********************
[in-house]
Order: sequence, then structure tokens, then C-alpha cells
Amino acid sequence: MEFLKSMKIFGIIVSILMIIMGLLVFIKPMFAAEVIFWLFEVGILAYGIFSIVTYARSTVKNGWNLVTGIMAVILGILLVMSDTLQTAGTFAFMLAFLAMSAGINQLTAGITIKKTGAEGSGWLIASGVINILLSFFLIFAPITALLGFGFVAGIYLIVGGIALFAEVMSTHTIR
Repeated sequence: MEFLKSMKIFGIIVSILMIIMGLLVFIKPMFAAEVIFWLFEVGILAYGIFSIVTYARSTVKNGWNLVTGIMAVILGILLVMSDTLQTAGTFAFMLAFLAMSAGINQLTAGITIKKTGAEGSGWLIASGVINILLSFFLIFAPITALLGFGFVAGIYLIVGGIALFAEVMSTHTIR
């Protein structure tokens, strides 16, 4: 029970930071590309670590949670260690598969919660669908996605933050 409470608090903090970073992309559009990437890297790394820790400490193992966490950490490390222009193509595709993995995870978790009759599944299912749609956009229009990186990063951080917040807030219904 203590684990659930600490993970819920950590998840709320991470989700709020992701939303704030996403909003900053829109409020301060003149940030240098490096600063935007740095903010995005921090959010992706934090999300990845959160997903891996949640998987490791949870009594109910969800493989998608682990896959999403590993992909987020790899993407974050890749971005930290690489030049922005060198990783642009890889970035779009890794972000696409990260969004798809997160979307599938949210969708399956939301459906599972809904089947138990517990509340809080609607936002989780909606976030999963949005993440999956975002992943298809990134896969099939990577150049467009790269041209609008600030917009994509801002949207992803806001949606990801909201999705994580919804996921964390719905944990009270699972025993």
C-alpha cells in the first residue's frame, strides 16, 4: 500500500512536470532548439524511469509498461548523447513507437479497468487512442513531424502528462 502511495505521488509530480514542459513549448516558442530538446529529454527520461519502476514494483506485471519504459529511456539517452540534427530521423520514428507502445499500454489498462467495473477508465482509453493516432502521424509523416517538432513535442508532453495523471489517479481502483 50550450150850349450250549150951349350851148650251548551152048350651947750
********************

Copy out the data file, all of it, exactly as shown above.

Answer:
[in-house]
Order: sequence, then structure tokens, then C-alpha cells
Amino acid sequence: MEFLKSMKIFGIIVSILMIIMGLLVFIKPMFAAEVIFWLFEVGILAYGIFSIVTYARSTVKNGWNLVTGIMAVILGILLVMSDTLQTAGTFAFMLAFLAMSAGINQLTAGITIKKTGAEGSGWLIASGVINILLSFFLIFAPITALLGFGFVAGIYLIVGGIALFAEVMSTHTIR
Repeated sequence: MEFLKSMKIFGIIVSILMIIMGLLVFIKPMFAAEVIFWLFEVGILAYGIFSIVTYARSTVKNGWNLVTGIMAVILGILLVMSDTLQTAGTFAFMLAFLAMSAGINQLTAGITIKKTGAEGSGWLIASGVINILLSFFLIFAPITALLGFGFVAGIYLIVGGIALFAEVMSTHTIR
């Protein structure tokens, strides 16, 4: 029970930071590309670590949670260690598969919660669908996605933050 409470608090903090970073992309559009990437890297790394820790400490193992966490950490490390222009193509595709993995995870978790009759599944299912749609956009229009990186990063951080917040807030219904 203590684990659930600490993970819920950590998840709320991470989700709020992701939303704030996403909003900053829109409020301060003149940030240098490096600063935007740095903010995005921090959010992706934090999300990845959160997903891996949640998987490791949870009594109910969800493989998608682990896959999403590993992909987020790899993407974050890749971005930290690489030049922005060198990783642009890889970035779009890794972000696409990260969004798809997160979307599938949210969708399956939301459906599972809904089947138990517990509340809080609607936002989780909606976030999963949005993440999956975002992943298809990134896969099939990577150049467009790269041209609008600030917009994509801002949207992803806001949606990801909201999705994580919804996921964390719905944990009270699972025993």
C-alpha cells in the first residue's frame, strides 16, 4: 500500500512536470532548439524511469509498461548523447513507437479497468487512442513531424502528462 502511495505521488509530480514542459513549448516558442530538446529529454527520461519502476514494483506485471519504459529511456539517452540534427530521423520514428507502445499500454489498462467495473477508465482509453493516432502521424509523416517538432513535442508532453495523471489517479481502483 50550450150850349450250549150951349350851148650251548551152048350651947750